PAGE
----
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Turner sad, not sorry at end of Rice's streak

Raiders coach Norv Turner sounded sad, but not apologetic, that Jerry Rice's amazing streak of 274 games with at least one catch had come to an end Sunday on his watch.

"It's one of those things you like to see go on and on as long as he's playing," Turner said Monday. "We had four or five things called where he was the primary guy."

One pass from Rich Gannon against the Bills sailed over Rice's head near the sideline. There might have been one other thrown in his direction in a 13-10 Raiders victory. The streak died with Rice 91 games ahead of runnerup Art Monk _ a record unlikely to be broken.

You have to go back to Dec. 1, 1985, at the end of Rice's up-and-down rookie season, to find the last time he didn't catch one pass in a game. But Rice's attempts to extend the record have been on life support as his skills have declined. Twice in the past three years he barely kept it alive, with one catch last year against the Vikings and one against Miami in 2001. Rice, like Emmitt Smith, can only tarnish his legacy by continuing to play.

Did Turner owe it to Rice to keep the streak going?

Rice has been such a great player for so long, it would have been nice if he finished his career with the streak intact. But if he wanted to guarantee it, he should have retired already because he's not really Jerry Rice anymore. Not with birthday No. 42 next month.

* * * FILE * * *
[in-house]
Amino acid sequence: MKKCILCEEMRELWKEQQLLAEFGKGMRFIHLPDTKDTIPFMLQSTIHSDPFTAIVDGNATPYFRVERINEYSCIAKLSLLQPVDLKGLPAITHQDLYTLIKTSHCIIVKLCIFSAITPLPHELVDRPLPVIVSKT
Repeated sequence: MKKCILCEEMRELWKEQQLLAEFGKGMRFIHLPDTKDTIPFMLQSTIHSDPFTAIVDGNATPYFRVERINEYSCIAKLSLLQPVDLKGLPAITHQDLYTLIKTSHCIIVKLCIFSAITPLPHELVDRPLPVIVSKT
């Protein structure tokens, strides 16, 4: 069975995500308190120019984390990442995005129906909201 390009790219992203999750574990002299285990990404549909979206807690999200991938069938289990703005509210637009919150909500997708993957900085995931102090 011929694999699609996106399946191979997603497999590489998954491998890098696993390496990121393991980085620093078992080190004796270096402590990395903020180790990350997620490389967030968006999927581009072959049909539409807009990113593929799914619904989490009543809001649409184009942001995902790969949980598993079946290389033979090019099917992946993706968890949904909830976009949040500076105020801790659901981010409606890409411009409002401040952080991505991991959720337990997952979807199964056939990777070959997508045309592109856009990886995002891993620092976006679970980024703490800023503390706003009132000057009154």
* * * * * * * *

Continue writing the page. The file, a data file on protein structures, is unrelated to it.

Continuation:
Could Turner have had Gannon throw Rice a 5-yard out simply to keep it alive? Sure. Rice has had enough 10-catch, 200-yard days in his career that nobody would have resented it if he picked up a cheapie. But he already owns the record, he wasn't going after it. And Turner was much more focused on getting his first victory.

Still, Turner will be known as the coach who couldn't get Jerry Rice the ball. "It's really unfortunate the streak ended," Turner said.

Ironically, Monday marked the six-year anniversary of Cal Ripken electing to end his record consecutive games streak at 2,632. Rice had no desire for his to end. Turner tried to get him the ball early, not necessarily because of the streak, but to get him in the flow of the game. Instead, when that didn't work, he was used mainly as a decoy.

When it became apparent toward the end of the game he wasn't going to catch one ball, Rice slammed his helmet to the ground and kicked over a yard-line marker. He and Turner met after the game.

"I didn't apologize," Turner said. "It was more about where we were at than the streak. I think it's really hard for him. Something like that is very special. He's a great, great player with a lot of pride. He doesn't have to play all the time to be productive."

Rice is being phased out by Turner, who has a bunch of young receivers he really likes. The 20-year veteran caught only two passes for 22 yards in the opener.

Turner was told by offensive coordinator Jimmy Raye with less than three minutes left that Rice didn't have a catch.

By the time the Raiders got the ball back, all Turner wanted to do was run out the clock, not throw the ball. Gannon said he wished he had known Rice's streak was in jeopardy.

Rice was composed after the game.

"I never thought it would come to an end like this, but you, know, it's okay," Rice said. "It's all right. It happens. Life goes on. I'll just start another one."